In what has been an unexplored aspect of the Gyelpozhing case the current Speaker of the National Assembly Jigme Tshultim enjoyed a meteoric rise in his civil service career after the allocation of plots to influential people in Gyelpozhing.
This happened in the presence of ministers in the cabinet that had received land from the Speaker.
In what some are calling a conflict of interest issue, the current Speaker of the National Assembly Jigme Tshultim after serving from 1998 to 2002 as the Mongar Dzongda was promoted as the first non Foreign Ministry staff to be the Chief of Protocol of the Ministry of Foreign Affairs (MFA).
It was at the same time when the current Prime Minister Lyonchhen Jigmi Y. Thinley was the Foreign Minister from 1998 to 2003. In those days the appointment of officials to senior posts were done on the prerogative of the individual ministers or the cabinet. Even the Royal Civil Service Commission had ministers as its members.
Sources say that the main prerogative to appoint the Chief of Protocol mainly lay with the Foreign Minister.
The Speaker was subsequently sent as the Bangladesh Ambassador in 2004 after serving for a short stint of two years as the Chief of Protocol.
An Ambassador’s post is the most coveted civil service job given to a select few diplomats or senior civil servants and is also the highest paid job in the civil service due to foreign allowances and representational grants which were in addition to the basic salary.
The Speaker subsequently resigned in 2007 as the Ambassador and joined DPT to win and be given the post of the Speaker.
From 2003 to 2004 Lyonpo Jigme Y Thinley served as the Prime Minister of the Cabinet and also as the Home Minister.
Lyonpo Khandu Wangchuk had served as the Foreign Minister from 2003 to 2007.
During the Speakers stint in Mongar in a period of 2001-2002 plots were allotted to influential people who were not eligible.
The then Foreign Minister Jigme Y Thinley and current Prime Minister had received a 50 decimal plot across the Kurichuu River in Gyelpozhing. The cabinet consisted of other Gyelpozhing land beneficiaries like Lyonpo Leki Dorji who received plots and Lyonpo Yeshey Zimba the then Finance Minister who received around an acre across the river.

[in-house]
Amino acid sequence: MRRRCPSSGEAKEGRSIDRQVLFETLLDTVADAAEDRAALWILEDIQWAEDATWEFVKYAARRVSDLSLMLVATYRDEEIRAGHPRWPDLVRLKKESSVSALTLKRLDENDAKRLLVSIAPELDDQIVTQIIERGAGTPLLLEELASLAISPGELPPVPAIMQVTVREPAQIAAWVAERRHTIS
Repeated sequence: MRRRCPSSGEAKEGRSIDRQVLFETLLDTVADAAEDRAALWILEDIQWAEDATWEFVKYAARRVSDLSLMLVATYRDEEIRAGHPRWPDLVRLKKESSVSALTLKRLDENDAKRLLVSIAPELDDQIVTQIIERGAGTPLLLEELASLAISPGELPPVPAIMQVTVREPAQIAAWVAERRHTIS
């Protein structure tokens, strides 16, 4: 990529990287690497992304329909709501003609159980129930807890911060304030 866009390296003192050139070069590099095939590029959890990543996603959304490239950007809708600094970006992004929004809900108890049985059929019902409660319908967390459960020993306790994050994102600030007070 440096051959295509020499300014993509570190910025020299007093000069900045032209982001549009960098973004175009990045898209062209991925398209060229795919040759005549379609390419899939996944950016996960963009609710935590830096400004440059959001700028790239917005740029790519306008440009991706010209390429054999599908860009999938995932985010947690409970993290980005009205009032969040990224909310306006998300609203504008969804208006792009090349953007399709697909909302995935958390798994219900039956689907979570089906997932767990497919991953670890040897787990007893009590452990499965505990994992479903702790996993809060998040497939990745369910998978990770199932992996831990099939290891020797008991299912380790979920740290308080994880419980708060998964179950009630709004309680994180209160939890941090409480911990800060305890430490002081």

According to sources in the government the appointment of an ‘outsider’ to the prestigious and important post of Chief of Protocol in the much coveted Foreign Ministry came as a surprise. Sources say that this also lead to ‘resentment’ within the then Foreign Ministry staff of breaking with a long tradition of having Chief of Protocols from within the Foreign Ministry.
The earlier Chief of Protocols had been Dasho Tshewang J .Rixin, Dasho Dophu Tshering and Kezang Wangdi (current ambassador to Bangkok) who where all career diplomats. This norm was broken when the Speaker was made the Chief of Protocol.
A precedent was also set after this leading to the speaker being replaced by the Samtse Dzongda Tsering Dorji (now Home Secretary). After that the again the tradition was maintained of having career diplomats as Chief of Protocol like Aum Kunzang Choden and Singye Dorji. However, recently as per the PCS system in an open competition the former Punakha Dzongda Kunzang N. Tshering was selected as the new Chief of Protocol.
According to sources the Anti Corruption Commission in its investigation of the Gyelpozhing case could not legally pursue the angle of conflict of interest and also subsequent possible benefits give to the Speaker in the absence of a law at the time on conflict of interest.
Though the ACC Act now addresses conflict of interest the same Act cannot be retroactively applied then.
Apart from the individual ministers prerogative the cabinet was all powerful in civil service appointments as they also largely made up the Royal Civil Service Commission then.
Conflict of interest, however, is not restricted to what happened after the allotment of plots. Even during the allocation of plots the conflict of interest was apparent as then Communications Minister Lyonpo Leki, in charge of looking after town planning and ensuring that rules were followed accepted land.
Lyonpo Yeshey Zimba who also took land was the then finance minister and in charge of allocating government resources for such projects.
Lyonpo Jigme Y Thinley who already served as Prime Minister from 1998 to 1999 and was Foreign Minister from 1998 to 2003 accepted land.
Lyonpo Wangdi Norbu also accepted land in his family members name as the then Finance Secretary.
Tenzing Lamsang /Thimphu